By Erica Whyte
Throughout the course of any season, hockey players, coaches and staff will spend more time with each other than they will their actual families, which is, in part, why they will sometimes refer to each other as a “family”. And each season, as these “hockey families” form, the players actual families will often assimilate as well.
Long before they were part of the Amerks hockey “family”, assistant coach Gord Dineen, as well as Alexander Nylander, Danny O’Regan, Dalton Smith and Lawrence Pilut, were each born into hockey families of their own, because they all had fathers who played professionally. All five men are part of a unique and rare hockey legacy, where talent, hard work and love of the game is passed down from father to son.
“I had four brothers, so all of us would go to the rink as early as we could get there,” said Dineen of his childhood as one of four sons (three of which, including Gord, would go on to also play in the NHL) to NHL player and legendary coach Bill Dineen. “We knew we had that ice time before the team would practice, and the time after they’d get off the ice. So, we’d want our dad to be there with us at 7:00 in the morning, so we’d have more ice time before the actual practice.”
Although over 35 years separate Dineen’s childhood from that of Nylander’s, their experience as a player’s son hanging out around the rink was remarkably similar.
“I always got to go to my dad’s practice rink,” said Nylander of his memories as Michael Nylander’s youngest son. “My brother and I would get to go on the ice before the players went on the ice, and we thought it was the coolest thing ever. Seeing all the guys and how huge they were, and seeing them playing, it was a lot of fun and such a great experience.”
Michael Nylander appeared in 920 career games for the Hartford Whalers, Calgary Flames, Tampa Bay Lightning, Chicago Blackhawks, Washington Capitals, Boston Bruins and New York Rangers. He Amassed 679 points (209+470) over a 22-year pro career that also included seven games in Rochester during the 2010-11 season, finishing with six points (4+2).
Smith is the son of two-time Stanley Cup-winner Derrick Smith, who played most of his pro career with the Philadelphia Flyers, and the nephew of former NHLers Keith and Wayne Primeau. Wayne began his pro career with the Amerks in 1995-96, help the team win its most recent Calder Cup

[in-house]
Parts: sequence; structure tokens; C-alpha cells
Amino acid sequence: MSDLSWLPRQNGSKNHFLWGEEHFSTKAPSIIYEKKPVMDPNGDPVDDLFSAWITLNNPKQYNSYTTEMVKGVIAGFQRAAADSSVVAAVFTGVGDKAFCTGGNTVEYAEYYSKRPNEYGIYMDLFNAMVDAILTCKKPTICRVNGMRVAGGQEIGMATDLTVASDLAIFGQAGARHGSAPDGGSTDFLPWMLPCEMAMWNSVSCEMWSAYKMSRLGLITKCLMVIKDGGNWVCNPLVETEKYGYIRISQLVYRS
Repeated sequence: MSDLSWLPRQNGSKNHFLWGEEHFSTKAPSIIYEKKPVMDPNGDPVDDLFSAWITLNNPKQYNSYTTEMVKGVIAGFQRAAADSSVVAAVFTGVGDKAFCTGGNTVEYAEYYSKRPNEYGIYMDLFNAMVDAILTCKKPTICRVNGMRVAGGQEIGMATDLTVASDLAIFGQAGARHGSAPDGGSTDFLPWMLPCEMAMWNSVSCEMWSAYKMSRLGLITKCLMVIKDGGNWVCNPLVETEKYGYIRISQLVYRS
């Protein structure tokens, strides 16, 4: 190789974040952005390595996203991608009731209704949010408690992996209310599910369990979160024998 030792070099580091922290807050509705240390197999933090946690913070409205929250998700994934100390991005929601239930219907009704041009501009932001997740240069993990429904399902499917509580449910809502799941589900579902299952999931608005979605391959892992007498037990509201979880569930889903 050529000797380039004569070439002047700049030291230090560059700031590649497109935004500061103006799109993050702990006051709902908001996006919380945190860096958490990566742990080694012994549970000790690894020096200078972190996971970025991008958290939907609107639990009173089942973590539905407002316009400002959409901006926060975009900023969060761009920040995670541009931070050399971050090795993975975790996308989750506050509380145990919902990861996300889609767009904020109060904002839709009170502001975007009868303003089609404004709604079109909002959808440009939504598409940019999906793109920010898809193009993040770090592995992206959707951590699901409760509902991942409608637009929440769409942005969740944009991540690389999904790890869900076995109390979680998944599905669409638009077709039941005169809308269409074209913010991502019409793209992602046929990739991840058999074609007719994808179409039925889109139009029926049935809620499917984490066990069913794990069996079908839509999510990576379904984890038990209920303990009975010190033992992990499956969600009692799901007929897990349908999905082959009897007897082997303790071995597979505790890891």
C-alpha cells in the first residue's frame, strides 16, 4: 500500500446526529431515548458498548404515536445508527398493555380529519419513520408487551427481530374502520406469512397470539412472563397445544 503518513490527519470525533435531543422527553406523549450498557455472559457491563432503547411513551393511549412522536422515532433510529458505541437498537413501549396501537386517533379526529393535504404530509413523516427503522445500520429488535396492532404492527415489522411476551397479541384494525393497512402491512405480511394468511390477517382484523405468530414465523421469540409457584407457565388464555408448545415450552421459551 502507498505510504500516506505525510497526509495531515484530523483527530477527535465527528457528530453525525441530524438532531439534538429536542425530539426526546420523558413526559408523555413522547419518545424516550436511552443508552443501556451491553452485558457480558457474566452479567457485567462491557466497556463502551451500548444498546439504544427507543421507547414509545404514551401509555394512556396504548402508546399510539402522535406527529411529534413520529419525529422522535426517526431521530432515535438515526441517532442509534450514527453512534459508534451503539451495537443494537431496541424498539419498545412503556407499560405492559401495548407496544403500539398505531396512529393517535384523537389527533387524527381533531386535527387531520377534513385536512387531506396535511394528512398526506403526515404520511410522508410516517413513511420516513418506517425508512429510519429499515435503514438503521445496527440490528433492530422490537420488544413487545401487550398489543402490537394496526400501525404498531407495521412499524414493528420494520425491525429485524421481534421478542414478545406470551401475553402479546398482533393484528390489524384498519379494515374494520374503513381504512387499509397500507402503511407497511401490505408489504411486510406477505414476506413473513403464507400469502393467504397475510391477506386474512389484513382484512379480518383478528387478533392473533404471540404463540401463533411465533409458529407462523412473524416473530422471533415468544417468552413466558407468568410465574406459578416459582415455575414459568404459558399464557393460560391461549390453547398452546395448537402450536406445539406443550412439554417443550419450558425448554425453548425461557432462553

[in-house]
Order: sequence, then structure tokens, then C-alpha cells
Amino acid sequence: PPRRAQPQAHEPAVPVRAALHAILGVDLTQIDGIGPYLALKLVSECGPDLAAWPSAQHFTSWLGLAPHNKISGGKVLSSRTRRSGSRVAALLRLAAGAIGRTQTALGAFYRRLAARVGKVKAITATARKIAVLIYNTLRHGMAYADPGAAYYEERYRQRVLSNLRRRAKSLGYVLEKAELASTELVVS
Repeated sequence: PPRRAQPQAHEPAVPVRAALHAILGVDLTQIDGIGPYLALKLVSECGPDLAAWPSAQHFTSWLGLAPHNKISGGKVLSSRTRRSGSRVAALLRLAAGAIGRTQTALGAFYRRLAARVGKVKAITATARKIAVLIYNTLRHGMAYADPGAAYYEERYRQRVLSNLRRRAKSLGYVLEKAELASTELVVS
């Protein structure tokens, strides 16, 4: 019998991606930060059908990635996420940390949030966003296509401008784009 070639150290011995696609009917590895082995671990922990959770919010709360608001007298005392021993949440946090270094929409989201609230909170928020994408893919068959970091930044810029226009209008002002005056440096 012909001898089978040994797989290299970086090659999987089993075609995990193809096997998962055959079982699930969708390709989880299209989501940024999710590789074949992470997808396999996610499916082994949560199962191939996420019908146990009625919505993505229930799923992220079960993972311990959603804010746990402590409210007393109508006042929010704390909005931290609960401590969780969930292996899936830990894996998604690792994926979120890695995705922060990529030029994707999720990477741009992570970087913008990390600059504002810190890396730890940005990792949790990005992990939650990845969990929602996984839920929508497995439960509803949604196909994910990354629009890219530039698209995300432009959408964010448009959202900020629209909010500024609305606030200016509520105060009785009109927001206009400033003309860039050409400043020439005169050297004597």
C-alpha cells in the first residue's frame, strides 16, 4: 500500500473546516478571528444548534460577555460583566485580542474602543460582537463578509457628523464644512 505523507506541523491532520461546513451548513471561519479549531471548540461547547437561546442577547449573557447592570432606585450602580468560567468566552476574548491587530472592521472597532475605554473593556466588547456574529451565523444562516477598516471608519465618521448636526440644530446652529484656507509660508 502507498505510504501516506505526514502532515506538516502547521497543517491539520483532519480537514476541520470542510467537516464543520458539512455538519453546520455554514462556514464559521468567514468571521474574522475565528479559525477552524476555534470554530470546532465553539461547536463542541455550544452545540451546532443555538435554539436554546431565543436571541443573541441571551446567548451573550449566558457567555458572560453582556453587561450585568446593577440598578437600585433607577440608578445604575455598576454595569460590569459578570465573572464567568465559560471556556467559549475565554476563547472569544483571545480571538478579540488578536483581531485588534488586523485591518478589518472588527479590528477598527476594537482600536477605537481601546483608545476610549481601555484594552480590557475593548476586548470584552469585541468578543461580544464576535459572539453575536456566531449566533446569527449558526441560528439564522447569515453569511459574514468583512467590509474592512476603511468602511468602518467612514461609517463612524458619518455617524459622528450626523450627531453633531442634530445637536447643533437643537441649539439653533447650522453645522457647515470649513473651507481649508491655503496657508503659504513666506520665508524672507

Pilut, meanwhile, bears the same name of his father, Larry Pilut, who found his calling playing professionally in Sweden. The younger was Pilut was born in Tingsryds while his father was playing center there. The older Larry is now the team’s current head coach.
“When you’re that little, you want to be just like your dad, so I’d play hockey any chance that I got,” added O’Regan, who was born in Germany because his American dad, Tom O’Regan, who spent previous years in both the NHL and AHL, was playing there. “He’s been my role model since day one. He was so influential, I always wanted to be like him.”
In addition to the extra ice-time, being sons of players has led to some once-in-a-lifetime experiences for each of these Amerks.
“Playing ‘keep-away’ with Gordie Howe, that’s a great memory that I’ll never forget,” said Dineen, whose dad coached Howe from 1973 to 77 while he was with the Houston Aeros of the former World Hockey Association.
“Watching Ovechkin and Backstrom practice and having them talk to me and my brother, that was amazing for me” recalled Nylander of one of his favorite memories of his dad’s playing years. Michael closed out his NHL career with the Washington Capitals in 2008-09.
In addition to being able to witness hockey legends behind-the-scenes, Nylander insists that being in that environment became incentive for him to become like those childhood idols.
“I always loved hockey but being around it like that made me want to play even more. It really motivated me to want to play hockey all the time.”
The other added bonus about being the son of a former player? You always have someone to go to for guidance and advice or just general feedback from someone’s who played the game at the highest level.
“He watches every game and calls me frequently to give me tips and advice,” said Smith. “He tells me, good or bad, what I have to do. He played the game for a while and knows what he’s talking about. It’s nice having a reliable source in my ear telling me and keeping me going, so it’s awesome.”
Just as Dineen, Nylander, O’Regan, Smith and Pilut were at one-point sons of players bustling around the rink, the Amerks locker room has become a second home to its own young gun: Dineen’s 11-year-old son, Finn.
“He loves coming to the rink, just like I did. And he loves going into the room, he knows all the guys,” said Dineen of his son, who insists that he, just like his dad and grandpa before him, will one day play in the NHL.
“I was that kid not too long ago,” said Nylander of seeing Finn shooting pucks before and after the Amerks practices. “It’s important to try to be a positive influence to him and to pump him up when he’s out there. It’s awesome for him to be able to come down here just like I did when I was his age.”
According to Dineen, having a son who is just as eager to get out on the ice as he once was, gives him a mix of pride and nostalgia.
“It’ll sometimes make me take a step back, because what he’s doing now is exactly what I was doing when I was his age, so it’s a lot of fun for me.”
And although Dineen says it doesn’t matter whether his son actually ends up pursuing hockey professionally, all that he cares about now is that Finn is having a good time and creating memories.
“If he gets as much joy out of the game as I have over the years, I’ll be pretty happy. That’s all I want.”
So just as it has for generations, the love of the game, passed down from father to son, continues.